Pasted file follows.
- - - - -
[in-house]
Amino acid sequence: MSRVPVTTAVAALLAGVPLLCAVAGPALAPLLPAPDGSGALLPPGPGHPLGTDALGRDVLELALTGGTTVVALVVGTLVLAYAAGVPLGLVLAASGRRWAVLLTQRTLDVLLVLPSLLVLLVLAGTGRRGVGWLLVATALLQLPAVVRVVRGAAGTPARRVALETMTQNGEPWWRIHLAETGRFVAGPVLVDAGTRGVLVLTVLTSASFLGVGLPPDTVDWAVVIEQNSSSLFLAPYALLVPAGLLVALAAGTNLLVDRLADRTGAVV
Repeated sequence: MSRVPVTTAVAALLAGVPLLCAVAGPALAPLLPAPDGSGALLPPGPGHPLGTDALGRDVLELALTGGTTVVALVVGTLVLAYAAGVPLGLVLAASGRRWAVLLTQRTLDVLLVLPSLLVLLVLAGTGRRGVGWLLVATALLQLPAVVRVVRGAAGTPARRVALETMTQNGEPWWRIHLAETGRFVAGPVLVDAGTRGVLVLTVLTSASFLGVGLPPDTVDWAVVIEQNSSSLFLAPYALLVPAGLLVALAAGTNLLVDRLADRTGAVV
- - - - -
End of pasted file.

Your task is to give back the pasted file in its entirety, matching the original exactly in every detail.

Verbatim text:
[in-house]
Amino acid sequence: MSRVPVTTAVAALLAGVPLLCAVAGPALAPLLPAPDGSGALLPPGPGHPLGTDALGRDVLELALTGGTTVVALVVGTLVLAYAAGVPLGLVLAASGRRWAVLLTQRTLDVLLVLPSLLVLLVLAGTGRRGVGWLLVATALLQLPAVVRVVRGAAGTPARRVALETMTQNGEPWWRIHLAETGRFVAGPVLVDAGTRGVLVLTVLTSASFLGVGLPPDTVDWAVVIEQNSSSLFLAPYALLVPAGLLVALAAGTNLLVDRLADRTGAVV
Repeated sequence: MSRVPVTTAVAALLAGVPLLCAVAGPALAPLLPAPDGSGALLPPGPGHPLGTDALGRDVLELALTGGTTVVALVVGTLVLAYAAGVPLGLVLAASGRRWAVLLTQRTLDVLLVLPSLLVLLVLAGTGRRGVGWLLVATALLQLPAVVRVVRGAAGTPARRVALETMTQNGEPWWRIHLAETGRFVAGPVLVDAGTRGVLVLTVLTSASFLGVGLPPDTVDWAVVIEQNSSSLFLAPYALLVPAGLLVALAAGTNLLVDRLADRTGAVV